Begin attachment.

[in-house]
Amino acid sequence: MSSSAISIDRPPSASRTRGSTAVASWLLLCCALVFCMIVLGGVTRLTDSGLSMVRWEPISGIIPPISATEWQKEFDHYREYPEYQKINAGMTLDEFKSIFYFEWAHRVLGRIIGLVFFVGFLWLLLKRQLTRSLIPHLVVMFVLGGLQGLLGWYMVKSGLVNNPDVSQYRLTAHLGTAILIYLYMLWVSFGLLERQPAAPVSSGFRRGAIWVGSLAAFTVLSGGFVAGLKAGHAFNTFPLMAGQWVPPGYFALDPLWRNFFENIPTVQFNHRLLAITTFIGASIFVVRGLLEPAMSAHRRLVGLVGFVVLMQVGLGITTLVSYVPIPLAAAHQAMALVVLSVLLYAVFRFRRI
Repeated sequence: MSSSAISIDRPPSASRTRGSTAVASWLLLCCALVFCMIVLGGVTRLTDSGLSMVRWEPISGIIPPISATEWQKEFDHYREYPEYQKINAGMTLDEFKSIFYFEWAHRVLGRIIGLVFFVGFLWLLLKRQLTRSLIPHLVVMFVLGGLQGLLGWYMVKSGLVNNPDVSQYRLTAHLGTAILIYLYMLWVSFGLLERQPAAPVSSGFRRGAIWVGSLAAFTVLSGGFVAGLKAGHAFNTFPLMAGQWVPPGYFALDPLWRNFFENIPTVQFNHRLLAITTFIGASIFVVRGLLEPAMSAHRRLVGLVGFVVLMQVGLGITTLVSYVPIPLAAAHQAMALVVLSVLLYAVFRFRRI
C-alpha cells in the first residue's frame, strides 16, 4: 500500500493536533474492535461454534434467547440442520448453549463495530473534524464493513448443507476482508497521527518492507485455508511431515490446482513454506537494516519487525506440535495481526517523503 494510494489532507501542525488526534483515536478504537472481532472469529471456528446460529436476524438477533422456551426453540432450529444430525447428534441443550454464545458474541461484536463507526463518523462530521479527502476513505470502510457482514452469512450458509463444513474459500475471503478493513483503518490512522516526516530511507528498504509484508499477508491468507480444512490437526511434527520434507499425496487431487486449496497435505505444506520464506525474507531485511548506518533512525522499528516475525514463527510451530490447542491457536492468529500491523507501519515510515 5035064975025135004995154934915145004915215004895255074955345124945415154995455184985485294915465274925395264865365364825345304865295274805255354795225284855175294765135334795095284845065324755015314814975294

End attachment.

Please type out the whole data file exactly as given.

[in-house]
Amino acid sequence: MSSSAISIDRPPSASRTRGSTAVASWLLLCCALVFCMIVLGGVTRLTDSGLSMVRWEPISGIIPPISATEWQKEFDHYREYPEYQKINAGMTLDEFKSIFYFEWAHRVLGRIIGLVFFVGFLWLLLKRQLTRSLIPHLVVMFVLGGLQGLLGWYMVKSGLVNNPDVSQYRLTAHLGTAILIYLYMLWVSFGLLERQPAAPVSSGFRRGAIWVGSLAAFTVLSGGFVAGLKAGHAFNTFPLMAGQWVPPGYFALDPLWRNFFENIPTVQFNHRLLAITTFIGASIFVVRGLLEPAMSAHRRLVGLVGFVVLMQVGLGITTLVSYVPIPLAAAHQAMALVVLSVLLYAVFRFRRI
Repeated sequence: MSSSAISIDRPPSASRTRGSTAVASWLLLCCALVFCMIVLGGVTRLTDSGLSMVRWEPISGIIPPISATEWQKEFDHYREYPEYQKINAGMTLDEFKSIFYFEWAHRVLGRIIGLVFFVGFLWLLLKRQLTRSLIPHLVVMFVLGGLQGLLGWYMVKSGLVNNPDVSQYRLTAHLGTAILIYLYMLWVSFGLLERQPAAPVSSGFRRGAIWVGSLAAFTVLSGGFVAGLKAGHAFNTFPLMAGQWVPPGYFALDPLWRNFFENIPTVQFNHRLLAITTFIGASIFVVRGLLEPAMSAHRRLVGLVGFVVLMQVGLGITTLVSYVPIPLAAAHQAMALVVLSVLLYAVFRFRRI
C-alpha cells in the first residue's frame, strides 16, 4: 500500500493536533474492535461454534434467547440442520448453549463495530473534524464493513448443507476482508497521527518492507485455508511431515490446482513454506537494516519487525506440535495481526517523503 494510494489532507501542525488526534483515536478504537472481532472469529471456528446460529436476524438477533422456551426453540432450529444430525447428534441443550454464545458474541461484536463507526463518523462530521479527502476513505470502510457482514452469512450458509463444513474459500475471503478493513483503518490512522516526516530511507528498504509484508499477508491468507480444512490437526511434527520434507499425496487431487486449496497435505505444506520464506525474507531485511548506518533512525522499528516475525514463527510451530490447542491457536492468529500491523507501519515510515 5035064975025135004995154934915145004915215004895255074955345124945415154995455184985485294915465274925395264865365364825345304865295274805255354795225284855175294765135334795095284845065324755015314814975294